Flight data processing is a complex, safety and time-critical function, right at the heart of ATM service provision. It is the main engine converting raw input from flight plans, real-time surveillance hits and live weather, into an integrated picture that controllers can fully rely on for total awareness. There is no doubt then over why ANSPs invest so heavily in ATM data processing for their ACC, APP and TWR facilities. And it’s not just money that they invest – it’s massive effort and time in foreseeing how their concept of operations will change over the next twenty years, and then engaging the industry to come up with an often yet-to-be solution to satisfy these needs.
As if this were no challenge, a bigger issue becomes apparent when realising that the European Network, which extends beyond the EU States, is home to as many as 37 ANSPs – and each of them has traditionally carried out this effort on its own, by itself and exclusively for its individual use. The underlying cause to this largely inefficient effort duplicity is no secret to anyone familiar with European ATM: organisational and technical fragmentation.
Surpassing this structural barrier has long been a hot topic in the European ATM agenda as the turnkey to enable a true leap in operations and cost-efficiency for ANSPs. In the prospect of such uncertainty, there are few things that experts will agree on. Perhaps the only two that they will indeed agree on are the following:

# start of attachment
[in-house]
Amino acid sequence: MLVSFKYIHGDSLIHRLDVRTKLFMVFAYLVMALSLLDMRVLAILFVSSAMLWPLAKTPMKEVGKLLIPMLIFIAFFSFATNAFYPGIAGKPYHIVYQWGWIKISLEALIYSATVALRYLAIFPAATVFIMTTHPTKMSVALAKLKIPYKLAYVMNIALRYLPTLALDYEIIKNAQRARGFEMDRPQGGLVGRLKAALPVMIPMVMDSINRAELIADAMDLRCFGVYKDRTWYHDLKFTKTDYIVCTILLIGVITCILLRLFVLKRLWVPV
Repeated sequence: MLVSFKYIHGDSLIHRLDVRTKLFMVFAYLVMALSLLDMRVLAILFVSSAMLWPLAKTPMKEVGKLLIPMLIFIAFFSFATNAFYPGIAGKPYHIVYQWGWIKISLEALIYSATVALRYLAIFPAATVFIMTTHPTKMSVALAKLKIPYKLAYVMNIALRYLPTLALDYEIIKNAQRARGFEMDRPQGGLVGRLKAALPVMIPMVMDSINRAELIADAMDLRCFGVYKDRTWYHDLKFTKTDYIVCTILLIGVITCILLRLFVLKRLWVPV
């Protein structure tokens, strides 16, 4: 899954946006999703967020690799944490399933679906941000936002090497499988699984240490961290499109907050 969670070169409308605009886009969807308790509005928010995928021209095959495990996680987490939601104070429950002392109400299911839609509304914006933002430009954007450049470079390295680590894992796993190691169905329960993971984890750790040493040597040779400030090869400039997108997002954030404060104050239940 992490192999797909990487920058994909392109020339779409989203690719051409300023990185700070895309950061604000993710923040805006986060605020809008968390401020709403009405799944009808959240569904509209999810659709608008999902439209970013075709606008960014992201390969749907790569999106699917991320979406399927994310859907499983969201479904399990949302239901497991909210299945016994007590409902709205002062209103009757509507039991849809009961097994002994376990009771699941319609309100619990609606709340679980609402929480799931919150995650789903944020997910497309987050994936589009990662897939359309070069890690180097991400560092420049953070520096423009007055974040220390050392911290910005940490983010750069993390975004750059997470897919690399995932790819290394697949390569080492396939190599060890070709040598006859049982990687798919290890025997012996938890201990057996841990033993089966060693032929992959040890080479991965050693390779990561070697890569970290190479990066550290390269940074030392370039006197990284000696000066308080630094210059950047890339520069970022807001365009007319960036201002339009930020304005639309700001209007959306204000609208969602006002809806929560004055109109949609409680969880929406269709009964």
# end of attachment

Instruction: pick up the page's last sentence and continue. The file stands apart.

- The high cost and impact of ANSPs’ flight data processing capability makes it an ideal candidate to look for synergies and boost collaboration in order to surpass fragmentation.
- For the same reasons, added to the uncertainty of exploring uncharted territory, a sound business case is essential to support analyses of alternatives and decision-making.
The cost of fragmentation in Europe
Fragmentation is not a new problem in this field, and hardly anyone would disagree that it poses too heavy a burden on European ATM performance and cost efficiency. It comes as no surprise, then, that it has been tackled from the operational front for quite a long time, with such initiatives as the Single European Sky and the FABs created under its umbrella.